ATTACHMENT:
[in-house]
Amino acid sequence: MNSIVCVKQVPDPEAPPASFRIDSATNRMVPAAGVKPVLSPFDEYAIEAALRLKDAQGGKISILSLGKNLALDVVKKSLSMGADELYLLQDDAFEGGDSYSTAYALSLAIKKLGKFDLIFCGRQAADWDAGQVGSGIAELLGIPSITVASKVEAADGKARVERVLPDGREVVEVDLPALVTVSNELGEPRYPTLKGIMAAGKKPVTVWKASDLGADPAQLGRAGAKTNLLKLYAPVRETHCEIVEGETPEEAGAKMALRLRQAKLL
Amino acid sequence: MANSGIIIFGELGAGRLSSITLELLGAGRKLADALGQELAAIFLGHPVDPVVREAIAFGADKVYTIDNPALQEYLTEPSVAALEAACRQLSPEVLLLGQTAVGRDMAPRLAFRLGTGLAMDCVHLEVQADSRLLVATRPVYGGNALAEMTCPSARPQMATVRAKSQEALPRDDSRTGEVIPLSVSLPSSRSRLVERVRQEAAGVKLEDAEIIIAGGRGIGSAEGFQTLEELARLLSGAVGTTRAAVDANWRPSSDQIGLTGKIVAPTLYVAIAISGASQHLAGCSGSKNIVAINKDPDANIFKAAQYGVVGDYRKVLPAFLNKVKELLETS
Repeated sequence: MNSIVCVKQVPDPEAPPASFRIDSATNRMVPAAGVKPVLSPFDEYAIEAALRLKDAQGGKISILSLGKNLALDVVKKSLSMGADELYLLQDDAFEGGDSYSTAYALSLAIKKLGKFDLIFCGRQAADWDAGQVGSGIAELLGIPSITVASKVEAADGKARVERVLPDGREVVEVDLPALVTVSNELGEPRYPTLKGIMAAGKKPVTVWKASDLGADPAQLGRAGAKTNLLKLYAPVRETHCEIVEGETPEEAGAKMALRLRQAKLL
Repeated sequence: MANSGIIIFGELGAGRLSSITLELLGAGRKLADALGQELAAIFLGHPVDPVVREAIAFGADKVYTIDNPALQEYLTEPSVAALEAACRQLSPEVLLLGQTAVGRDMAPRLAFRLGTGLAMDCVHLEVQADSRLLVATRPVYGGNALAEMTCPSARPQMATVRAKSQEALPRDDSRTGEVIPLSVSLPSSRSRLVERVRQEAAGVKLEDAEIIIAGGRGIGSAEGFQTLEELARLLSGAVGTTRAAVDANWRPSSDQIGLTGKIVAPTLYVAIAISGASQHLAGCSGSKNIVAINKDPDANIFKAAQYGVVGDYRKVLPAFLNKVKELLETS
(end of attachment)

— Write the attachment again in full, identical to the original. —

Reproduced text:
[in-house]
Amino acid sequence: MNSIVCVKQVPDPEAPPASFRIDSATNRMVPAAGVKPVLSPFDEYAIEAALRLKDAQGGKISILSLGKNLALDVVKKSLSMGADELYLLQDDAFEGGDSYSTAYALSLAIKKLGKFDLIFCGRQAADWDAGQVGSGIAELLGIPSITVASKVEAADGKARVERVLPDGREVVEVDLPALVTVSNELGEPRYPTLKGIMAAGKKPVTVWKASDLGADPAQLGRAGAKTNLLKLYAPVRETHCEIVEGETPEEAGAKMALRLRQAKLL
Amino acid sequence: MANSGIIIFGELGAGRLSSITLELLGAGRKLADALGQELAAIFLGHPVDPVVREAIAFGADKVYTIDNPALQEYLTEPSVAALEAACRQLSPEVLLLGQTAVGRDMAPRLAFRLGTGLAMDCVHLEVQADSRLLVATRPVYGGNALAEMTCPSARPQMATVRAKSQEALPRDDSRTGEVIPLSVSLPSSRSRLVERVRQEAAGVKLEDAEIIIAGGRGIGSAEGFQTLEELARLLSGAVGTTRAAVDANWRPSSDQIGLTGKIVAPTLYVAIAISGASQHLAGCSGSKNIVAINKDPDANIFKAAQYGVVGDYRKVLPAFLNKVKELLETS
Repeated sequence: MNSIVCVKQVPDPEAPPASFRIDSATNRMVPAAGVKPVLSPFDEYAIEAALRLKDAQGGKISILSLGKNLALDVVKKSLSMGADELYLLQDDAFEGGDSYSTAYALSLAIKKLGKFDLIFCGRQAADWDAGQVGSGIAELLGIPSITVASKVEAADGKARVERVLPDGREVVEVDLPALVTVSNELGEPRYPTLKGIMAAGKKPVTVWKASDLGADPAQLGRAGAKTNLLKLYAPVRETHCEIVEGETPEEAGAKMALRLRQAKLL
Repeated sequence: MANSGIIIFGELGAGRLSSITLELLGAGRKLADALGQELAAIFLGHPVDPVVREAIAFGADKVYTIDNPALQEYLTEPSVAALEAACRQLSPEVLLLGQTAVGRDMAPRLAFRLGTGLAMDCVHLEVQADSRLLVATRPVYGGNALAEMTCPSARPQMATVRAKSQEALPRDDSRTGEVIPLSVSLPSSRSRLVERVRQEAAGVKLEDAEIIIAGGRGIGSAEGFQTLEELARLLSGAVGTTRAAVDANWRPSSDQIGLTGKIVAPTLYVAIAISGASQHLAGCSGSKNIVAINKDPDANIFKAAQYGVVGDYRKVLPAFLNKVKELLETS